So, did we get a good product from the dutch oven? On this day the Dutch OVen was a massive success story, the monkey bread was done perfectly! I can’t claim success every time, so this was a sweet day! The video below “Twilight and Goodies” will give you a good look at my finished product 😀
As we sat and digested the food we had eaten the night got darker and darker. The twilight finally gave way into complete darkness and we were humbled and awe-struck by the stars above us and around us. The milky-way cut through the sky in a large creamy swath. I did my best to capture the milky way. The images you’ll see below have been enhanced in contrast to help bring out the color and feel of the multitude of stars and the grandeur of the milky-way. However, you’ll see in the first image an orange tint at the bottom of the image. What you are looking at is actually the light pollution from Fairbanks. Even 80 miles away, in the state of Alaska, light pollution is filling our skies. In some point in our history, there will never be a black sky ever again. This presents more than aesthetic, human problem; birds are known to navigate by light and become disorientated by the lights of cities and within the ocean. If you don’t think it’s a big deal, think about being a bird as you fly into your next airport at night.
The second image you see below has been modified to remove the light pollution.
While observing the cosmos we watched many shooting stars streak across the sky. One of them lasted for so long we contemplated going after it, as we were sure based on its trajectory that it had buried itself somewhere just outside of Barrow. Our backs and neck ached with the craning our heads to the stars above, but there was not stopping our watching.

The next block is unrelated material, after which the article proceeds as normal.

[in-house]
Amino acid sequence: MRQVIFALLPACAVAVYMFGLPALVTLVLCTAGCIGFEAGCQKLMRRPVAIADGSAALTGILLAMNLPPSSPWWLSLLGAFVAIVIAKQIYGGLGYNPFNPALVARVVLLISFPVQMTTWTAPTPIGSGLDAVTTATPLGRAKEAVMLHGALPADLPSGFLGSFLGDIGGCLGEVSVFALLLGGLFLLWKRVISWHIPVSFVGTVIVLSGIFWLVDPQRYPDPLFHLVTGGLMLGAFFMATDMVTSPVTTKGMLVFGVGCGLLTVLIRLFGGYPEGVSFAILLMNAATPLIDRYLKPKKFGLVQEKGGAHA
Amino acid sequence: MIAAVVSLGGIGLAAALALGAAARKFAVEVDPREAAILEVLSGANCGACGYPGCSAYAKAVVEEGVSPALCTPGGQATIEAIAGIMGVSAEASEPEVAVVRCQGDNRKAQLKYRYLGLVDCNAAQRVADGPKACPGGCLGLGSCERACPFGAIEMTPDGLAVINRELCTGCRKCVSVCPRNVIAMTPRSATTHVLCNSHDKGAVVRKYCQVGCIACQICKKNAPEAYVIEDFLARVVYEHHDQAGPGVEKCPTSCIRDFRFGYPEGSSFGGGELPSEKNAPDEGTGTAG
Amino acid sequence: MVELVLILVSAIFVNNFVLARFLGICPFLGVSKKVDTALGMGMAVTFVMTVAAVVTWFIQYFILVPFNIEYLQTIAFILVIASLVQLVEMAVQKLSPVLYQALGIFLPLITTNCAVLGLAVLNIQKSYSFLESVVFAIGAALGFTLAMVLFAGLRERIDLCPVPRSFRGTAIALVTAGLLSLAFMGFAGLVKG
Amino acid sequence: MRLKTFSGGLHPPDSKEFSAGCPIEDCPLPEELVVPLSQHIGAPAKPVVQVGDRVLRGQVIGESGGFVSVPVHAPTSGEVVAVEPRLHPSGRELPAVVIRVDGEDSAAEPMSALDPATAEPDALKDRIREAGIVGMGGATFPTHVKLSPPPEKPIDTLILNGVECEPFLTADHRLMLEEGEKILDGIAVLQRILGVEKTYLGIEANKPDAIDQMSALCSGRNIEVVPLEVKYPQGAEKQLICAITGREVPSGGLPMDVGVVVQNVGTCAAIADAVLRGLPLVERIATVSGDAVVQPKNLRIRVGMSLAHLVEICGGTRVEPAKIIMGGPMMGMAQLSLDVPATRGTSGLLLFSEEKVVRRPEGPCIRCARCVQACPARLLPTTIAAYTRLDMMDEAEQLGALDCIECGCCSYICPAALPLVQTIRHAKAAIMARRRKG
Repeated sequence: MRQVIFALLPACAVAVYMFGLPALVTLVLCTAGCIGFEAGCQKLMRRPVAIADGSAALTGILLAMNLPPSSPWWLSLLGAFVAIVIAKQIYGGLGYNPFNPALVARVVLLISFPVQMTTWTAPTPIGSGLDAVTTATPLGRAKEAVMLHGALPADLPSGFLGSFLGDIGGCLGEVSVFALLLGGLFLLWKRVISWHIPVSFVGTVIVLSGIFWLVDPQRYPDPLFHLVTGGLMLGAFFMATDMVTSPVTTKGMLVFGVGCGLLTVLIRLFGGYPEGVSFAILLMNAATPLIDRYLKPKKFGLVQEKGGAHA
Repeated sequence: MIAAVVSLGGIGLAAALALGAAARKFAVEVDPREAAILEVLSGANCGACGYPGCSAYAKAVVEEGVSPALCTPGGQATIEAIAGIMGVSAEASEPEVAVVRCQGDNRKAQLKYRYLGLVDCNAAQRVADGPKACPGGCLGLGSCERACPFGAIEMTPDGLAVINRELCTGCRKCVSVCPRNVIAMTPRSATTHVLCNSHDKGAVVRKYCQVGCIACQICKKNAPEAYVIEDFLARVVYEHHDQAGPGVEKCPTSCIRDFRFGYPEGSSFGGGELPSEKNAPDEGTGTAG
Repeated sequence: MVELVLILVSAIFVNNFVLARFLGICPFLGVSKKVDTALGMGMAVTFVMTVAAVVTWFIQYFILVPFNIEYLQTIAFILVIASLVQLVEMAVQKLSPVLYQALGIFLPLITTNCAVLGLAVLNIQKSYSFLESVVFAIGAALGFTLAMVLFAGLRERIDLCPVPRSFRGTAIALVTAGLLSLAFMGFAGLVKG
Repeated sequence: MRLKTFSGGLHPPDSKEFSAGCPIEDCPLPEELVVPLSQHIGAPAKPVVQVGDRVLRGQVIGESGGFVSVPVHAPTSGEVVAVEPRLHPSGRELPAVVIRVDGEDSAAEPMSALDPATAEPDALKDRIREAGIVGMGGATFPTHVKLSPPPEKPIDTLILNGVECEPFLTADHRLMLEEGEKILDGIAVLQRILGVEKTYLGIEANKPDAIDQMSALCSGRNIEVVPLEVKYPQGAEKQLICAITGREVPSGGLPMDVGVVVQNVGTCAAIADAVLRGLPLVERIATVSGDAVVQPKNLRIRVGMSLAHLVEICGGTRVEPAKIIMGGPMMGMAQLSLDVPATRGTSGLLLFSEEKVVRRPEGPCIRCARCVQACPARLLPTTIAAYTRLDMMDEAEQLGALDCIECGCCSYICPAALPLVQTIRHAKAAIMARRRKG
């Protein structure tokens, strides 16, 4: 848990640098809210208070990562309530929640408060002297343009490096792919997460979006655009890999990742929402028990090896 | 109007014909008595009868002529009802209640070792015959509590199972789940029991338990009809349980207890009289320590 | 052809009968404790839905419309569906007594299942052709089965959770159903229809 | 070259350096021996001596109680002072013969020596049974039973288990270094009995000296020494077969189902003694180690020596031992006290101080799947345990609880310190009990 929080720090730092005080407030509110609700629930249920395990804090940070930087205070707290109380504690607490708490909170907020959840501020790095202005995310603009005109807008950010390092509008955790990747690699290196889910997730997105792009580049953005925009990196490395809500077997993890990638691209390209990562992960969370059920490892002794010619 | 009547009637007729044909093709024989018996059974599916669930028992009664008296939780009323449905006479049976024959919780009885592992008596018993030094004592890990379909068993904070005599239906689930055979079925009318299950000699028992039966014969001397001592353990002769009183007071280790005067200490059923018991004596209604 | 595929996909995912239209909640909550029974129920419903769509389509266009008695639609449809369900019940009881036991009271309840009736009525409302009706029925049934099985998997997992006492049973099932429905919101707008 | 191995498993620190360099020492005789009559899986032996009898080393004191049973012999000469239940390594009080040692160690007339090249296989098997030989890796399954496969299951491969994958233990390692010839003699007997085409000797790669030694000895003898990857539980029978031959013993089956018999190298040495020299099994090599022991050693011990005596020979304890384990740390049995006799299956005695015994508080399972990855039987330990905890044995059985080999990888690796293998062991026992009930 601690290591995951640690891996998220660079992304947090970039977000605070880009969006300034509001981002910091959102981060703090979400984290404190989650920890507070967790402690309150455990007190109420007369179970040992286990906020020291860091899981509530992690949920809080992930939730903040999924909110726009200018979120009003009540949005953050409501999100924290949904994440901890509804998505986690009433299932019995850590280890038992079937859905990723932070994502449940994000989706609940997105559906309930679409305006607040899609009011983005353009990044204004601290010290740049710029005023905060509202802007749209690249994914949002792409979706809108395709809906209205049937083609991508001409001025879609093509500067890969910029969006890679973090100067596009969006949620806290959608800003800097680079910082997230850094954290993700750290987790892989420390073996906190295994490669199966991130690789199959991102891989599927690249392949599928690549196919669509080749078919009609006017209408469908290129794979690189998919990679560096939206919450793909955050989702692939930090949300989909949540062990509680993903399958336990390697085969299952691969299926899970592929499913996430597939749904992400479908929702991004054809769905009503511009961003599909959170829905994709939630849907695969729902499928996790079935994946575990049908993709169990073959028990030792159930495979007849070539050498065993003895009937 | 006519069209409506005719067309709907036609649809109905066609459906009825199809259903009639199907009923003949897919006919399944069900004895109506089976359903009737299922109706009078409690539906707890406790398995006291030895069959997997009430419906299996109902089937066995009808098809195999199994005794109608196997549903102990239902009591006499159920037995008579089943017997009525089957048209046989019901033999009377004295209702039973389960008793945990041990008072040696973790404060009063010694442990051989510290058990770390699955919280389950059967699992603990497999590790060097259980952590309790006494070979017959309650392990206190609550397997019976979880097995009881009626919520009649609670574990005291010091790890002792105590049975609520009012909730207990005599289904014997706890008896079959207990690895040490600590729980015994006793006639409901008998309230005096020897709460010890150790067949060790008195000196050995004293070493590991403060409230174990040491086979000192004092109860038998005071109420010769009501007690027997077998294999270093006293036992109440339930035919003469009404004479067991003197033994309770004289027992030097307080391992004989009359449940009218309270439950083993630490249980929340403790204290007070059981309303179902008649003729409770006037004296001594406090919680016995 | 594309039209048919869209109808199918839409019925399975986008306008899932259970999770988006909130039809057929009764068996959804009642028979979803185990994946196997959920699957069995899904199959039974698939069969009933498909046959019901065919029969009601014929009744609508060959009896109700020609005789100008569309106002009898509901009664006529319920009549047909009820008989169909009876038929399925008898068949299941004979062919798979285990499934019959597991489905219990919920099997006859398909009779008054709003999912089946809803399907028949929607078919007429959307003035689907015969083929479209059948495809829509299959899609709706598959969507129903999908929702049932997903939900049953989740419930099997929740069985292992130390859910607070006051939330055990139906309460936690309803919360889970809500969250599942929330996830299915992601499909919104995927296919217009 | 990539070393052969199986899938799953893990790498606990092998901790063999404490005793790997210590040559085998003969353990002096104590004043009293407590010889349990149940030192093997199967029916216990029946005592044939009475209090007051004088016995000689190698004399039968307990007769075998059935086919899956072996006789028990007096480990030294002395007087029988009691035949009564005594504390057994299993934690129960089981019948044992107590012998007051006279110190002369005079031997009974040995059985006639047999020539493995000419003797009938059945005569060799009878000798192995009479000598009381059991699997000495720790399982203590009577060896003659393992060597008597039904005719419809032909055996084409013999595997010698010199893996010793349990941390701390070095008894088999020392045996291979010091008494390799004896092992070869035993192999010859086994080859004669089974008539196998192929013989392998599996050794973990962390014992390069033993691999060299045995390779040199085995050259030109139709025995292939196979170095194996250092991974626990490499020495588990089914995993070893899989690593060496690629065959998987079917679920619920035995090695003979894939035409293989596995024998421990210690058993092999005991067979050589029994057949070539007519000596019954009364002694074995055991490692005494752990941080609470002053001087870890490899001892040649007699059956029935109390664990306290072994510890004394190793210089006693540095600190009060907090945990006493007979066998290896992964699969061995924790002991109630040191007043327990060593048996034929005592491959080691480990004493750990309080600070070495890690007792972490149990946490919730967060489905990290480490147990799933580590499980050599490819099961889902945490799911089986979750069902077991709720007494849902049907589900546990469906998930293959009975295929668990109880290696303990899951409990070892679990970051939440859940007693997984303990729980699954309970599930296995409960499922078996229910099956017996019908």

You’ll notice the title of this entry is “In Pursuit of the Aurora”. On this night, even with the solar activity, the aurora evaded us. We stayed up until 1AM and at time the clouds started to roll in. Although I’m confident there was an Aurora this night, we were unable to see it. However, at about 12 AM one of the the most interesting phenomenon occurred. Simultaneously Ross and I looked to the horizon and came to the same conclusion: there was a fire and it looked to be big. The fire continued to grow and a minute later we realized our folly as a blood-orange, crescent moon rose quickly over the hillside. It illuminated the landscape around us in its light. The moon and the new cloud cover convinced us that sleep was more valuable than the aurora on this night.